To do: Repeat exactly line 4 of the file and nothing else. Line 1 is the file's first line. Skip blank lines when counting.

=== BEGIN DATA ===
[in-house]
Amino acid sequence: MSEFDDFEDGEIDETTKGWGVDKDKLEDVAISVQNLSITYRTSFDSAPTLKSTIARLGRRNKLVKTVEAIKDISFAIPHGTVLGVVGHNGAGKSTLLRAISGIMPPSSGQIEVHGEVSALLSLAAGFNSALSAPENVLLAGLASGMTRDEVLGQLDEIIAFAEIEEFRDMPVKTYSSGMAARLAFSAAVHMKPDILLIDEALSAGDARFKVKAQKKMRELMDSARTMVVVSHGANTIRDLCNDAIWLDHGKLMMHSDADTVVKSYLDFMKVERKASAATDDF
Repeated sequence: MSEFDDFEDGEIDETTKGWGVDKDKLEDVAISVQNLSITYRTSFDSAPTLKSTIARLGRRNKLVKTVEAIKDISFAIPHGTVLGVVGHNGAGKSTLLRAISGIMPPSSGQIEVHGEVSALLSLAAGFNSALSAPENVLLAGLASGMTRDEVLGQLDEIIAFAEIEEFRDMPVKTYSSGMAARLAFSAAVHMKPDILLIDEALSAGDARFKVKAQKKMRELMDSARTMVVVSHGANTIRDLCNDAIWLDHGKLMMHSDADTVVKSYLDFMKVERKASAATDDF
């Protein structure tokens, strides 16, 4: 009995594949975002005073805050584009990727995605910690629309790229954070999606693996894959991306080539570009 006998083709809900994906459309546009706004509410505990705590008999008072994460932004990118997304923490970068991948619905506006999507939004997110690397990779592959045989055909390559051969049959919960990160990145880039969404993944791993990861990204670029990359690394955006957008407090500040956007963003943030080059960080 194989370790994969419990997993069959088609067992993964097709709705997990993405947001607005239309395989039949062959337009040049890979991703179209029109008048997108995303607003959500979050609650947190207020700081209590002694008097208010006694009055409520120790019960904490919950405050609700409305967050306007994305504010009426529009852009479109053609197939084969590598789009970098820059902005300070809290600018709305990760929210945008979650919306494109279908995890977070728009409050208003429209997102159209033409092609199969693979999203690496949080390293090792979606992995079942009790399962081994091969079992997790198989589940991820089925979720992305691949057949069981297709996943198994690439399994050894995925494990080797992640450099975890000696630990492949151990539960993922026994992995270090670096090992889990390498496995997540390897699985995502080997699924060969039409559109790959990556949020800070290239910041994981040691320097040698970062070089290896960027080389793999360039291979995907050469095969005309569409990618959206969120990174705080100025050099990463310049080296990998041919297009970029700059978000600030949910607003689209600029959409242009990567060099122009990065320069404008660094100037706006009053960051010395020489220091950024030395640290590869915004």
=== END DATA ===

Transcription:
């Protein structure tokens, strides 16, 4: 009995594949975002005073805050584009990727995605910690629309790229954070999606693996894959991306080539570009 006998083709809900994906459309546009706004509410505990705590008999008072994460932004990118997304923490970068991948619905506006999507939004997110690397990779592959045989055909390559051969049959919960990160990145880039969404993944791993990861990204670029990359690394955006957008407090500040956007963003943030080059960080 194989370790994969419990997993069959088609067992993964097709709705997990993405947001607005239309395989039949062959337009040049890979991703179209029109008048997108995303607003959500979050609650947190207020700081209590002694008097208010006694009055409520120790019960904490919950405050609700409305967050306007994305504010009426529009852009479109053609197939084969590598789009970098820059902005300070809290600018709305990760929210945008979650919306494109279908995890977070728009409050208003429209997102159209033409092609199969693979999203690496949080390293090792979606992995079942009790399962081994091969079992997790198989589940991820089925979720992305691949057949069981297709996943198994690439399994050894995925494990080797992640450099975890000696630990492949151990539960993922026994992995270090670096090992889990390498496995997540390897699985995502080997699924060969039409559109790959990556949020800070290239910041994981040691320097040698970062070089290896960027080389793999360039291979995907050469095969005309569409990618959206969120990174705080100025050099990463310049080296990998041919297009970029700059978000600030949910607003689209600029959409242009990567060099122009990065320069404008660094100037706006009053960051010395020489220091950024030395640290590869915004």